Based on the third installment of Konami’s hit video-game series, Silent Hill: Revelation 3D is a sequel to the 2006 horror film, filled with many of the same characters, monsters and head games that fans of the franchise have come to love – and dread. However, director Michael Bassett (Deathwatch) insists, audiences won’t have to be steeped in the mythology of Silent Hill to enjoy the latest chapter.
“The whole point of this was that we created a sequel to the first movie which continues the story of young Sharon Da Silva,” he told reporters at Comic-Con International, where he was joined by star Adelaide Clemens and producer Samuel Hadida. “It’s an adaptation of game number three. It’s an adaptation of that story -- that world and that ride that you go on.” But Bassett added, “if you know nothing about Silent Hill, and you’re not interested in the mythology, this story works for you because it’s basically about a strong, young heroine that has to find the truth of herself. It works, hopefully, fingers crossed, on every level.”
In Silent Hill: Revelation 3D, Heather Mason (Clemens) and her father Christopher Da Silva (Sean Bean) have been on the run for years, always one step ahead of dangerous forces she doesn’t fully understand. Plagued by nightmares and the disappearance of her father, Heather discovers on the eve of her 18th birthday that she’s not who she thinks she is. That revelation leads her deeper into a demonic world that threatens to trap her in Silent Hill forever.
Clemens said she was drawn to the role for its psychological drama and by her character’s struggle. “The franchise was just kind of this added bonus, she said. “I had all of this stimulation to play with and to be inspired by.”
“She responded to the script as a character-driven piece,” Bassett added.
“I think it was really important that I did just kind of create that character and make it completely unique in her own right,” Clemens said. “The physicality of Heather in the game, that was what I really had to focus on.”
Bassett devoted much of his attention to the physical elements of the film’s world. “We didn’t do a lot of green screen stuff at all,” he said. “We built this world as much as we possibly could, or we found an environment which we could retrofit or apply that Silent Hill aesthetic to. What we do in this movie, perhaps a little bit more than the first one, and certainly the games, is spend a bit more time in the real world. So we ground the audience in Heather’s home life and environment before we start dismantling that and sending her to first the fog world and then the other world. The peeling begins and the monsters appear. It’s a horror story but it’s a psychological journey as well.”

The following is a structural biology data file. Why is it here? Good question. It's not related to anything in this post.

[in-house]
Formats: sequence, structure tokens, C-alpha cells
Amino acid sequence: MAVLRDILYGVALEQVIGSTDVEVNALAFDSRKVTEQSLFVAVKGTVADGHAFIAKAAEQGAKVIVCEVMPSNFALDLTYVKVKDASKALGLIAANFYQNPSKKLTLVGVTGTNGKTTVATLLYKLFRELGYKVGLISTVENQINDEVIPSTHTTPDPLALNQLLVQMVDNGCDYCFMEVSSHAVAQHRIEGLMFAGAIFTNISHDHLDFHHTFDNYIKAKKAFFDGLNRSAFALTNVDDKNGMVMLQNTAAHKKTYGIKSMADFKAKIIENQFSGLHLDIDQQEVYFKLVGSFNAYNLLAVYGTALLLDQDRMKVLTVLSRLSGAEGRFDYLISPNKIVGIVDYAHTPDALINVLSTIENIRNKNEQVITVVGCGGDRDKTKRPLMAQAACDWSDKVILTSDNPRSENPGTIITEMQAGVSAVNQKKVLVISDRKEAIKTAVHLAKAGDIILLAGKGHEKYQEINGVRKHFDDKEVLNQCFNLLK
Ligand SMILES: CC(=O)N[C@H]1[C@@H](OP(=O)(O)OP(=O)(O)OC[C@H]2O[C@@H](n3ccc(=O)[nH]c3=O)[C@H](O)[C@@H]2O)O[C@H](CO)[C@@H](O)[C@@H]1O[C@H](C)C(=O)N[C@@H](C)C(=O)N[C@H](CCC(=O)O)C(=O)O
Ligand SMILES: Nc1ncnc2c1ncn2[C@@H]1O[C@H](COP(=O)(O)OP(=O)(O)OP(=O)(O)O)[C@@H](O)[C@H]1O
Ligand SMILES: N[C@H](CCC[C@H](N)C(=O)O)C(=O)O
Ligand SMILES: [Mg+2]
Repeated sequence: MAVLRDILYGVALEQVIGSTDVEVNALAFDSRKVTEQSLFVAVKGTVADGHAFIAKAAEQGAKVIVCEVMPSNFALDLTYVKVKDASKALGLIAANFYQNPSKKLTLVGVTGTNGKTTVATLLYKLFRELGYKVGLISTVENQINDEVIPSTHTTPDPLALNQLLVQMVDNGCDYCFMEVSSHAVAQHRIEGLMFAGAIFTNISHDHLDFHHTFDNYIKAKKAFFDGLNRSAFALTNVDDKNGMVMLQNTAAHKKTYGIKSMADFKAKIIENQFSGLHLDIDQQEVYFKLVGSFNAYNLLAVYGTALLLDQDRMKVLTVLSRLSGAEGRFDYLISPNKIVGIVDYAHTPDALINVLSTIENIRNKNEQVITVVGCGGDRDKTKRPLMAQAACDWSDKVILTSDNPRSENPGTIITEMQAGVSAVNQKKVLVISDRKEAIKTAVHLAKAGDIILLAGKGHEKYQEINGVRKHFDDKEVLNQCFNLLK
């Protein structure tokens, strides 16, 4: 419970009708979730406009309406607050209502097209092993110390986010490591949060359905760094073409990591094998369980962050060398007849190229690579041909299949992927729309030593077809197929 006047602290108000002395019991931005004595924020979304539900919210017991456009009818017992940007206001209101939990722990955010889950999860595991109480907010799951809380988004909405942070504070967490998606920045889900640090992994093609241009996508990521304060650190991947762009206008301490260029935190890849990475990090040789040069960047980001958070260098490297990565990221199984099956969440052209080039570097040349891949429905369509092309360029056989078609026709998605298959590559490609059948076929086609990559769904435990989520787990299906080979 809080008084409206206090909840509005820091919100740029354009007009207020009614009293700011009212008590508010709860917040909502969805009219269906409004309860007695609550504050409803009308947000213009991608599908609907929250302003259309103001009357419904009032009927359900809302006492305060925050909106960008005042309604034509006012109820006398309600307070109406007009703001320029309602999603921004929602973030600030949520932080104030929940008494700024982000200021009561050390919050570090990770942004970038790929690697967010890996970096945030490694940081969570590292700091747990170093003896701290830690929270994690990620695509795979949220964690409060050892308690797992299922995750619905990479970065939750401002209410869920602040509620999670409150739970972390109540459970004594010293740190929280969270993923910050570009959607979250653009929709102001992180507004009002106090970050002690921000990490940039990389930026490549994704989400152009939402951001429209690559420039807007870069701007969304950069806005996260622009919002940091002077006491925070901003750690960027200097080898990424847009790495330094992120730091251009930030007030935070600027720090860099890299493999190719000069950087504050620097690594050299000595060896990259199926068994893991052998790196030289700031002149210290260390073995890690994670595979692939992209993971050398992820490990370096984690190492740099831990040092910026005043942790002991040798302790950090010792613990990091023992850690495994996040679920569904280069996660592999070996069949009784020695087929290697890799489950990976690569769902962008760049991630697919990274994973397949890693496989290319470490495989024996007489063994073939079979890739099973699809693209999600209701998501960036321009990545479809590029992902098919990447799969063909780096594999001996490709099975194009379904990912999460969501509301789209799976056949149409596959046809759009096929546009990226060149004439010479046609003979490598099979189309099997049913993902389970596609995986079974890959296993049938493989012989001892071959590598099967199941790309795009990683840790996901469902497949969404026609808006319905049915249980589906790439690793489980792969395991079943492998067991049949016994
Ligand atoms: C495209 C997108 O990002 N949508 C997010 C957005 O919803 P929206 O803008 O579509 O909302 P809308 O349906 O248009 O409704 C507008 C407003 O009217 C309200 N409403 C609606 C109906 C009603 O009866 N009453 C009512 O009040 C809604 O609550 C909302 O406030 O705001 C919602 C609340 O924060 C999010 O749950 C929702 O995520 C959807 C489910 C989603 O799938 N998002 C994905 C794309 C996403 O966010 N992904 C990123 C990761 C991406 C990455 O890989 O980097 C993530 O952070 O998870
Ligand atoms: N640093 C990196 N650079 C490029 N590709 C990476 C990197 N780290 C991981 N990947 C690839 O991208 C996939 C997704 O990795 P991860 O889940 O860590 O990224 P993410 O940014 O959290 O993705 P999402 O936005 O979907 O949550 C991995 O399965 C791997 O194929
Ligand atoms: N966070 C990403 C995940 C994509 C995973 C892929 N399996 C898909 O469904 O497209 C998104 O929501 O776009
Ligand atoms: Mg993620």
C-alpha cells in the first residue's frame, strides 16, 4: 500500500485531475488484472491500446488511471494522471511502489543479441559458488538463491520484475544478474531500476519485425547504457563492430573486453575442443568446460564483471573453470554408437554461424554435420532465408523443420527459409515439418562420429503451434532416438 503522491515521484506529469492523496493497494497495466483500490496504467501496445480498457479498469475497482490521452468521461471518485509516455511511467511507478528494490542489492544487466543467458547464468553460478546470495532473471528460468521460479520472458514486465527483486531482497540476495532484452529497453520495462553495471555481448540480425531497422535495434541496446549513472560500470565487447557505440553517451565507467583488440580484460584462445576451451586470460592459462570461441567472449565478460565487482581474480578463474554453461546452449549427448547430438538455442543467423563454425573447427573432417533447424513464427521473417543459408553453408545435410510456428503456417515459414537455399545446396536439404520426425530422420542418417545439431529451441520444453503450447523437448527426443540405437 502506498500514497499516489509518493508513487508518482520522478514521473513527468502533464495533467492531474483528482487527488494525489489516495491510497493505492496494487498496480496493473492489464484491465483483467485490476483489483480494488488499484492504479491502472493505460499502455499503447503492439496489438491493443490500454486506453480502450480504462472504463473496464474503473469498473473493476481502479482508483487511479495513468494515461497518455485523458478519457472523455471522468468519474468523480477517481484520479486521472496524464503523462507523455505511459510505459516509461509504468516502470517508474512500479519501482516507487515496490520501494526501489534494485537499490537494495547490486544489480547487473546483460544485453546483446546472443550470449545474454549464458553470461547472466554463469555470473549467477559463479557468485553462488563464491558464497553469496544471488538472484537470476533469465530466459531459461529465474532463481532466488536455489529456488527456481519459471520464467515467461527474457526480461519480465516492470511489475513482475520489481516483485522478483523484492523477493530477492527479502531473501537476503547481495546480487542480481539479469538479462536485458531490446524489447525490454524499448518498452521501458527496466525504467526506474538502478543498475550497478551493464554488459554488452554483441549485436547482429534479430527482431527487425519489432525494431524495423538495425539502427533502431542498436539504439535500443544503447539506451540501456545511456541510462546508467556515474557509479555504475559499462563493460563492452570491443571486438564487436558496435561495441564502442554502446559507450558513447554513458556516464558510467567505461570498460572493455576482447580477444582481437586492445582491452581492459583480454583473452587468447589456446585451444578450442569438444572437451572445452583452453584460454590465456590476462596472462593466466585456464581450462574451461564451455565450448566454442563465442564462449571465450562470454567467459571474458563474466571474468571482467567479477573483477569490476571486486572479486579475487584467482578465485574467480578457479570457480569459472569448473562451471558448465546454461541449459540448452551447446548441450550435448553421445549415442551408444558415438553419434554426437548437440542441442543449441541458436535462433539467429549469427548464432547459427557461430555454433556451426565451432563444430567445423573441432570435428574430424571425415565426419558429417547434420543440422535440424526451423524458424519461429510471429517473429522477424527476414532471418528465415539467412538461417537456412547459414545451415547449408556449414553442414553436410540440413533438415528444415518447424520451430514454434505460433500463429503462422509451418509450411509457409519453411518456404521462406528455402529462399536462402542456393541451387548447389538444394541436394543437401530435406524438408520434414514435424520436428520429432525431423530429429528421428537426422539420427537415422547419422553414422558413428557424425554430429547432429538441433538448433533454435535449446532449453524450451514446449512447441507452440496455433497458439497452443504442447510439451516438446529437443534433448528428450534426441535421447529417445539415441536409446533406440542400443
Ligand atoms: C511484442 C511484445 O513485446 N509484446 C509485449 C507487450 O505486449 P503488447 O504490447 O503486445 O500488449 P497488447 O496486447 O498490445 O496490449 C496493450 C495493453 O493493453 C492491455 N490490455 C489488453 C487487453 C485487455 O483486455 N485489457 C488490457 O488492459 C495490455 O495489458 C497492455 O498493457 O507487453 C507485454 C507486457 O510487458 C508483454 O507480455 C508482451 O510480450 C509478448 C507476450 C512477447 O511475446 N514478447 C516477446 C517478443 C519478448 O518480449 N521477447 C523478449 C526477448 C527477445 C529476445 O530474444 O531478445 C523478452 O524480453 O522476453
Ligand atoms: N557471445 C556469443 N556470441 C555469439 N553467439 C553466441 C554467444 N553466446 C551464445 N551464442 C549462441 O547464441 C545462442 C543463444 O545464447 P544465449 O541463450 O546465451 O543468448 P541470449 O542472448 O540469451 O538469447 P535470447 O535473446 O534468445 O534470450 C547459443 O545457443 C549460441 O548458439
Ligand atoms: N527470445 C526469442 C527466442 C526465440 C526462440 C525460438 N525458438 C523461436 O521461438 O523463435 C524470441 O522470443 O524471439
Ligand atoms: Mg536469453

The crew also wanted to create a detailed 3-D experience. Revelation was shot in 3D, as opposed to a post-production conversion process used for films made with 2-D technology. “When you shoot in 3D, and I can understand why people don’t want to shoot in 3D, and do it post-conversion, shooting in 3D is slower and it’s harder,” Bassett said. “You can make it more or less, it’s like pulling focus now. As this scene changes we can psychologically draw the audience by just changing the (depth) of the 3D.”
“3D, I think, personally, goes hand-in-hand with a video game adaptation,” Clemens said. “As an actor I felt like I was there.”
Also essential to the experience was the score and sound. “It’s not Silent Hill without Akira Yamaoka,” Bassett said, referring to the composer who created the music for the game. “It became that kind of singular audio identity. And that is massively unique.”
Of the first film and the challenge of making a complementary sequel, Bassett said, “The first movie is such an artistically and creatively successful film. It’s beautiful. Everyone worked at the top of their game. … We really had a very high benchmark to try and achieve.”
Silent Hill: Revelation 3D opens Oct. 26.